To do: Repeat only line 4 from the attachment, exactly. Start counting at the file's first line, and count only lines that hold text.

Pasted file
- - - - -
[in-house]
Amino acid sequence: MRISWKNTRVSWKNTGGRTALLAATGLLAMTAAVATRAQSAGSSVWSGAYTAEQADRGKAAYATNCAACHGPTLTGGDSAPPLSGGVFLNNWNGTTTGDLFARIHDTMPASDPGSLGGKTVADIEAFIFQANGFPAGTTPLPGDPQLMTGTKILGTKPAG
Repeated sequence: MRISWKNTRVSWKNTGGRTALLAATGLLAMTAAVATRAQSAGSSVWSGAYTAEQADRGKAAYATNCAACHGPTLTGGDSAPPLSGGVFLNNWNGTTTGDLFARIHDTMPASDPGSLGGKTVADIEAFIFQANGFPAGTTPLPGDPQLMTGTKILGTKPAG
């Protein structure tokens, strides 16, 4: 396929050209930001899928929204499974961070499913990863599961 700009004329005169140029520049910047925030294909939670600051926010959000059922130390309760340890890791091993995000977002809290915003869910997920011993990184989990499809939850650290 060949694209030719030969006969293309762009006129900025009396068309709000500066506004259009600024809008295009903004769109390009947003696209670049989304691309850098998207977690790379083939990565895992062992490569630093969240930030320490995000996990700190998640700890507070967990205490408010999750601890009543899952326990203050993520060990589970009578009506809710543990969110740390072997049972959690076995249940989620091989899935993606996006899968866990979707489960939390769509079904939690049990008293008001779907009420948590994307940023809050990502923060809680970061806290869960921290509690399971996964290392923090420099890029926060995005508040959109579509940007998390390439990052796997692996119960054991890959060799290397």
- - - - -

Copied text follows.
């Protein structure tokens, strides 16, 4: 396929050209930001899928929204499974961070499913990863599961 700009004329005169140029520049910047925030294909939670600051926010959000059922130390309760340890890791091993995000977002809290915003869910997920011993990184989990499809939850650290 060949694209030719030969006969293309762009006129900025009396068309709000500066506004259009600024809008295009903004769109390009947003696209670049989304691309850098998207977690790379083939990565895992062992490569630093969240930030320490995000996990700190998640700890507070967990205490408010999750601890009543899952326990203050993520060990589970009578009506809710543990969110740390072997049972959690076995249940989620091989899935993606996006899968866990979707489960939390769509079904939690049990008293008001779907009420948590994307940023809050990502923060809680970061806290869960921290509690399971996964290392923090420099890029926060995005508040959109579509940007998390390439990052796997692996119960054991890959060799290397």